I think the most important thing is that you set expectations prior to the trip. Everyone should be on the same page about the planned route, schedule, meals, etc. Of course, planning is different from doing, so you need a social structure to determine how to handle disputes en route.
One option is to pick a leader who is experienced both with backpacking and handling disagreements. Everyone knows to go to the leader to mediate problems. This gives the group structure and alleviates tensions between the rest of the group. This is best in groups where there's a clear choice (one person much more experienced, adults leading a group of teens, etc.) both so nobody's feelings get hurt and so their decisions are respected.
Another option is to rotate leadership. Let one person lead the trail on day one, another on day two - everyone gets time in the hot seat. This is best when everyone has similar levels of experience. You could also do this with smaller tasks, e.g. have a troop leader who is ultimately responsible but let the kids take turns navigating.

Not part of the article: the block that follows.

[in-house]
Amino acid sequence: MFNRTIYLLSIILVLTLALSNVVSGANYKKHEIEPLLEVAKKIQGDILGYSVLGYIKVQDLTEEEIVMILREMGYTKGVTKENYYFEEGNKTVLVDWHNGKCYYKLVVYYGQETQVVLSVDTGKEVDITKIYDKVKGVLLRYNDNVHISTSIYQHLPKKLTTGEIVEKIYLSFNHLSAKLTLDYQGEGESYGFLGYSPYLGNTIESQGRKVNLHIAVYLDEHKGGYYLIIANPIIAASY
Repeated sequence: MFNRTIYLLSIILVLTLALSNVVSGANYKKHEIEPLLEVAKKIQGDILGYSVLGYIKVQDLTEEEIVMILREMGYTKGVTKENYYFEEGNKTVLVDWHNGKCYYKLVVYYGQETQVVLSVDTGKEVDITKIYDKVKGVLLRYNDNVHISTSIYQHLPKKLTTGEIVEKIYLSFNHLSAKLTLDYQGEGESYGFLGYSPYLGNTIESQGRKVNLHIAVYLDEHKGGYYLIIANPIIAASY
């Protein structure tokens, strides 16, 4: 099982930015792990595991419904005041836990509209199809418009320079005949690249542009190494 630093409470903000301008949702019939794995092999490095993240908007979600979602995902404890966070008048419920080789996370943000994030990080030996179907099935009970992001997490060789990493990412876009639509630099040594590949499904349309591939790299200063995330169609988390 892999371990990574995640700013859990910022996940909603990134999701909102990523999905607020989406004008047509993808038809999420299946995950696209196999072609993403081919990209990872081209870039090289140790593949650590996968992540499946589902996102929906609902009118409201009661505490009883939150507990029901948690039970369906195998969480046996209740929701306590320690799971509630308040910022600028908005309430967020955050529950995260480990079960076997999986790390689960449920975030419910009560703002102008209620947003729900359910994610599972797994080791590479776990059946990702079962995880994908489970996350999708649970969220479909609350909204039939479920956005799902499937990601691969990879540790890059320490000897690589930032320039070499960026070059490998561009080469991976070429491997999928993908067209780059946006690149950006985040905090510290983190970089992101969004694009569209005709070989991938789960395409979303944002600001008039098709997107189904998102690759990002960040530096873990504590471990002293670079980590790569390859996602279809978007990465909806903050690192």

If your group is large enough, split up into sub-groups. For example, on one trip we switched canoe partners each day. So even if we got annoyed with someone, we would only have to put up with them for a day.
Finally, give people room for downtime. Maybe it's just the introvert in me, but after spending a few days in close quarters with other people and feeling smelly, everything can get on my nerves. Sitting quietly on a rock by myself for a few minutes does wonders to recalibrate.